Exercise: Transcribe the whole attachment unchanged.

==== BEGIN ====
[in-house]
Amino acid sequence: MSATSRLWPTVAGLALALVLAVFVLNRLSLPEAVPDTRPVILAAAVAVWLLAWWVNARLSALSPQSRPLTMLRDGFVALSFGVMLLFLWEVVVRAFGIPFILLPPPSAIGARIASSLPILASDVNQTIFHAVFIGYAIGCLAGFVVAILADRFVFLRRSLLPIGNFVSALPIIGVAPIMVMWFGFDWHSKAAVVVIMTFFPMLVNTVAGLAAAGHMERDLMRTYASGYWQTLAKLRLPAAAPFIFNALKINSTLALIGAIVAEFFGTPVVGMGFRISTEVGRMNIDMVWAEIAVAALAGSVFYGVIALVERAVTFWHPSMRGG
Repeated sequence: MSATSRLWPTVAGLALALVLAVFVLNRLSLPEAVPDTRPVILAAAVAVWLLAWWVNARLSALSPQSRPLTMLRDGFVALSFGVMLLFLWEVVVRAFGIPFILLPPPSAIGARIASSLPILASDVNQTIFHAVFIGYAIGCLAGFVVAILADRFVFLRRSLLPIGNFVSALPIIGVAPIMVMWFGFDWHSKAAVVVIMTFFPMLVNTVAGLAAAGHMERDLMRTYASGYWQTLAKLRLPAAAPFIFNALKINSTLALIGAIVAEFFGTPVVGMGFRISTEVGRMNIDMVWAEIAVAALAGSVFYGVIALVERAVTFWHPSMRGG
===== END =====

[in-house]
Amino acid sequence: MSATSRLWPTVAGLALALVLAVFVLNRLSLPEAVPDTRPVILAAAVAVWLLAWWVNARLSALSPQSRPLTMLRDGFVALSFGVMLLFLWEVVVRAFGIPFILLPPPSAIGARIASSLPILASDVNQTIFHAVFIGYAIGCLAGFVVAILADRFVFLRRSLLPIGNFVSALPIIGVAPIMVMWFGFDWHSKAAVVVIMTFFPMLVNTVAGLAAAGHMERDLMRTYASGYWQTLAKLRLPAAAPFIFNALKINSTLALIGAIVAEFFGTPVVGMGFRISTEVGRMNIDMVWAEIAVAALAGSVFYGVIALVERAVTFWHPSMRGG
Repeated sequence: MSATSRLWPTVAGLALALVLAVFVLNRLSLPEAVPDTRPVILAAAVAVWLLAWWVNARLSALSPQSRPLTMLRDGFVALSFGVMLLFLWEVVVRAFGIPFILLPPPSAIGARIASSLPILASDVNQTIFHAVFIGYAIGCLAGFVVAILADRFVFLRRSLLPIGNFVSALPIIGVAPIMVMWFGFDWHSKAAVVVIMTFFPMLVNTVAGLAAAGHMERDLMRTYASGYWQTLAKLRLPAAAPFIFNALKINSTLALIGAIVAEFFGTPVVGMGFRISTEVGRMNIDMVWAEIAVAALAGSVFYGVIALVERAVTFWHPSMRGG